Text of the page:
Although the 1988 Scotty Trexler Law has resulted in child killers since then receiving life sentences, as of Friday the man convicted of killing Scotty Trexler has been free.
On Friday, 48-year-old Kerry Phillip Bowers was released from the West Tennessee State Penitentiary near Memphis, having served more than 26 years of a 36-year sentence.
According to the Tennessee Department of Corrections, Bowers was eligible to earn sentence reduction credits, and over the course of time received a total of 3,391 days of “good time.”
As a result, Bowers’ time is served, and he has no parole obligations.
Third Judicial district Attorney General Berkeley Bell, who prosecuted Bowers and the child’s mother, Tammy Trexler, said he felt Bowers should have received a life sentence.
Bell was surprised to learn Monday from the Times-News that Bowers had been released.
“We weren’t notified he was being released,” Bell said. “For what he did he should never see the light of day. I wish that someone had notified us from the Department of Corrections that he was about to be released. I’m sure they’re very busy and just couldn’t get around to it, but it would have been nice for us to know, and for the people of Hawkins County to know.”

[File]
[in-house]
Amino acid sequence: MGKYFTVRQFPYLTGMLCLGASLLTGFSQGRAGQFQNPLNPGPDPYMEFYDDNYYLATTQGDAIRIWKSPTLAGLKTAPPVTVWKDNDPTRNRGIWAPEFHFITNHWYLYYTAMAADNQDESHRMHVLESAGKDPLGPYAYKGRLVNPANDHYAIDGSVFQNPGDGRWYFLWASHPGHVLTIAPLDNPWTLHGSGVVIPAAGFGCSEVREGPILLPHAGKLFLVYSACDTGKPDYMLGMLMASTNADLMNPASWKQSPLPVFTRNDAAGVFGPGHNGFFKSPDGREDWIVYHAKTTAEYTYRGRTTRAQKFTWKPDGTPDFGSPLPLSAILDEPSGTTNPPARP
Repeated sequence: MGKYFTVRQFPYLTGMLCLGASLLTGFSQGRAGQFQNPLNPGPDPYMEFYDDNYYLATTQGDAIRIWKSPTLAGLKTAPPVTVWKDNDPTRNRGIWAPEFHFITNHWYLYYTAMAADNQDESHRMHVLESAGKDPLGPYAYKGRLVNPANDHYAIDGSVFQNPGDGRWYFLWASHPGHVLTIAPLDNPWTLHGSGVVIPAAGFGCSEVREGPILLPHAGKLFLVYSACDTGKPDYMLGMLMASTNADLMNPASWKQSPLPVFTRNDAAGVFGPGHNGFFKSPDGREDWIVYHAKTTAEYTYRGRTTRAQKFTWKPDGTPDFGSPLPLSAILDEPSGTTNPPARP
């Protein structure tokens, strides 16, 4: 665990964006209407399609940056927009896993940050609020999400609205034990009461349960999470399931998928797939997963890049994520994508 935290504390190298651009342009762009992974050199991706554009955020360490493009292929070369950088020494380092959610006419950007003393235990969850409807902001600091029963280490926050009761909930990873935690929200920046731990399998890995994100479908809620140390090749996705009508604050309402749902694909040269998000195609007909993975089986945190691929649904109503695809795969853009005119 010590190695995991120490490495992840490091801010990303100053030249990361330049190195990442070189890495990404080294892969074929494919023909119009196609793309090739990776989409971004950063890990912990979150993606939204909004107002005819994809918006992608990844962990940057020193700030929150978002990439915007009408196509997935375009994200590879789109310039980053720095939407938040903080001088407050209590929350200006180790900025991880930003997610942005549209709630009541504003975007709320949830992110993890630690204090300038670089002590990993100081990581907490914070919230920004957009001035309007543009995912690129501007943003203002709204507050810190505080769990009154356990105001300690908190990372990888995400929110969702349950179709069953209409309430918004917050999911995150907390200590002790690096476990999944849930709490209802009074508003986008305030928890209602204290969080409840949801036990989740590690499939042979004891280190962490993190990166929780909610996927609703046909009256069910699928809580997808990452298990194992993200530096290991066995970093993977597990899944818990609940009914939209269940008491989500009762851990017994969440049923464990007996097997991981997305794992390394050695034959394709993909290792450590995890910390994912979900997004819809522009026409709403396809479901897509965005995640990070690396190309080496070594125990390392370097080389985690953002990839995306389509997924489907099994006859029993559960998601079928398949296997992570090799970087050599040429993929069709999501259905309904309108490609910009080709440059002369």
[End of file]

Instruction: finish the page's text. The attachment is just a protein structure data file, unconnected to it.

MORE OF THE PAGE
State law at the time of Scotty Trexler’s death required intent or premeditation for a charge of first-degree murder, regardless of the victim’s age. Bowers was found guilty of second-degree murder and received a 35-year sentence, as well as another consecutive year for possession of burglary tools.
Tammy Trexler was convicted of aggravated assault, failure to report child abuse and simple possession of a controlled substance. She completed her prison sentence in the 1990s.
After the facts of Scotty Trexler’s murder were made public, there was a push to change the law, and the “Scotty Trexler Law” was signed by Gov. Ned McWherter in 1988.
The law states that anyone who kills a juvenile during the course of child abuse shall be charged with first-degree murder, regardless of intent or premeditation.
Bell added, “We were devastated by the verdict, but it led myself and others to launch a crusade to get the law changed so that what had happened to that child would, in and of itself, be grounds for first-degree murder. He just brutalized the child. We changed the law so that if you inflict those types of injuries on a child, and a child dies, it’s felony murder. I was pleased that with the help of so many people we were able to get the law changed, but I was never happy with the result of the trial.”
For an expanded version of this article, please see Wednesday’s print edition or our expanded electronic edition.